Zibbet was traditionally a Handmade Marketplace for creative entrepreneurs, however they managed to get some investment back in 2018, they hired me to do work on a few different projects with them, I was gonna help them get the first version of the product to market and find a market fit, run a discovery session and look at the market for competitors and find out a good direction for the company to go towards. My role here was UX research, UX design, Design System development, UI design and a good old traditional front-end development in Bootstrap 4 and Ember JS.
Since we were starting from scratch I wanted to see the competitor landscape and see what everybody else was doing and find what Zibbet could do to stand out in this saturated market market, so I ran a thorough competitive analysis and looked for where other companies were strong in and what they were lacking, find out where Zibbet could standout as a product.
Zibbet Marketplace was not doing so hot, but we had a really loyal customer base, thousands of people, and we wanted to merge Zibbet Marketplace with a few other marketplaces like eBay, Amazon Handmade, A.C. Moore Marketplace (which we were developing for them), Etsy and more. The idea was that you can post and manage items all in one place, however this is a hard thing to do when you have to deal with things like, how different marketplaces treat different data different. For example a user might want to sell an item in 2 different Marketplaces, but the fees at Amazon are higher than eBay, so do they sell the same thing in 2 different marketplaces at different price points and different descriptions but manage them from one place, what becomes the source of truth? and so many other things to consider, therefore we had a lot of product thinking and testing to do in this discovery session.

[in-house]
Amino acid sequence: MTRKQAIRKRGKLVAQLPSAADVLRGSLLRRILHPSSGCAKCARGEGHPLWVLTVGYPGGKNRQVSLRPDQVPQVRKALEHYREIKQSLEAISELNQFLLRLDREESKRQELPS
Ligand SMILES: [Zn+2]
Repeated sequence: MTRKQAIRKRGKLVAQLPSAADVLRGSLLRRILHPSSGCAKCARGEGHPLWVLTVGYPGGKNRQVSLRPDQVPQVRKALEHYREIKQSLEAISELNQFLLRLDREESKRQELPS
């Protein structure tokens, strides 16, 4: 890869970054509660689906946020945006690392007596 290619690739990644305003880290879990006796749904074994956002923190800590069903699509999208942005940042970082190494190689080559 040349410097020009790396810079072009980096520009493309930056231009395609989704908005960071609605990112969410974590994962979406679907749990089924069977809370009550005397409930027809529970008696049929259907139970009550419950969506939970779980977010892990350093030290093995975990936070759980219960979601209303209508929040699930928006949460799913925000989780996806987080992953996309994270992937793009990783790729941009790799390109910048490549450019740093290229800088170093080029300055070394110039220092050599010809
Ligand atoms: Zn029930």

We did as much preliminary research as we could and it was time to do our best to get the product out to our users as fast as we could so we could learn from it. We started by whiteboarding ideas and straight away getting into product design.
You might be wondering about all the different items like user personas, stories, vision and more, where did the all go? Well we had an idea of who our users where, 90% women between 27 and 59, but that’s all we had to go with, we didn’t have the time or the budget to run interviews or do testing. We ran a couple Facebook sessions to see what users wanted and to see if it matches what we wanted to deliver to them and that’s it. From here however I’m gonna go through every single stage thoroughly, so bear with me.
How do we get our users who have no idea what inventory management is onboarded onto the platform and teach them about the multichannel concept? How do we generate leads? Well this flow will walk you towards that.
The flow of our work was for the design team to work with the product managers to come up with the base, ideal situation and we discussed the session in our group and agreed on things that did make sense for the product and business and discussed the things that required changing.